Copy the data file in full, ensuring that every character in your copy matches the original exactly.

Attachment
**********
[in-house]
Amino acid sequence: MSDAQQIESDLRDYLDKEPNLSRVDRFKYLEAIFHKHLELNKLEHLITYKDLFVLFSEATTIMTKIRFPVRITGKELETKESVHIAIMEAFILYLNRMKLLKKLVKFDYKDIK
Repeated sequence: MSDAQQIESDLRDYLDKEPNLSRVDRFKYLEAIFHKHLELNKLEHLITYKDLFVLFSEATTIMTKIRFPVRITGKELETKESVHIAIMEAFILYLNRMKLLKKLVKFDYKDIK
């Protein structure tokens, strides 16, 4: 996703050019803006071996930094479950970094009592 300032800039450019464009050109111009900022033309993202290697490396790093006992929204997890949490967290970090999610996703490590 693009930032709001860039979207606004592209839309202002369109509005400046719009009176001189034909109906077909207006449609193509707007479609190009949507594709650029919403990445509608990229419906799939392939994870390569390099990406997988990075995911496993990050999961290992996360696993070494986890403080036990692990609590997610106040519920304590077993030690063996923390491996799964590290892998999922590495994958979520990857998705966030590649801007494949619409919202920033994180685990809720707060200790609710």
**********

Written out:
[in-house]
Amino acid sequence: MSDAQQIESDLRDYLDKEPNLSRVDRFKYLEAIFHKHLELNKLEHLITYKDLFVLFSEATTIMTKIRFPVRITGKELETKESVHIAIMEAFILYLNRMKLLKKLVKFDYKDIK
Repeated sequence: MSDAQQIESDLRDYLDKEPNLSRVDRFKYLEAIFHKHLELNKLEHLITYKDLFVLFSEATTIMTKIRFPVRITGKELETKESVHIAIMEAFILYLNRMKLLKKLVKFDYKDIK
């Protein structure tokens, strides 16, 4: 996703050019803006071996930094479950970094009592 300032800039450019464009050109111009900022033309993202290697490396790093006992929204997890949490967290970090999610996703490590 693009930032709001860039979207606004592209839309202002369109509005400046719009009176001189034909109906077909207006449609193509707007479609190009949507594709650029919403990445509608990229419906799939392939994870390569390099990406997988990075995911496993990050999961290992996360696993070494986890403080036990692990609590997610106040519920304590077993030690063996923390491996799964590290892998999922590495994958979520990857998705966030590649801007494949619409919202920033994180685990809720707060200790609710």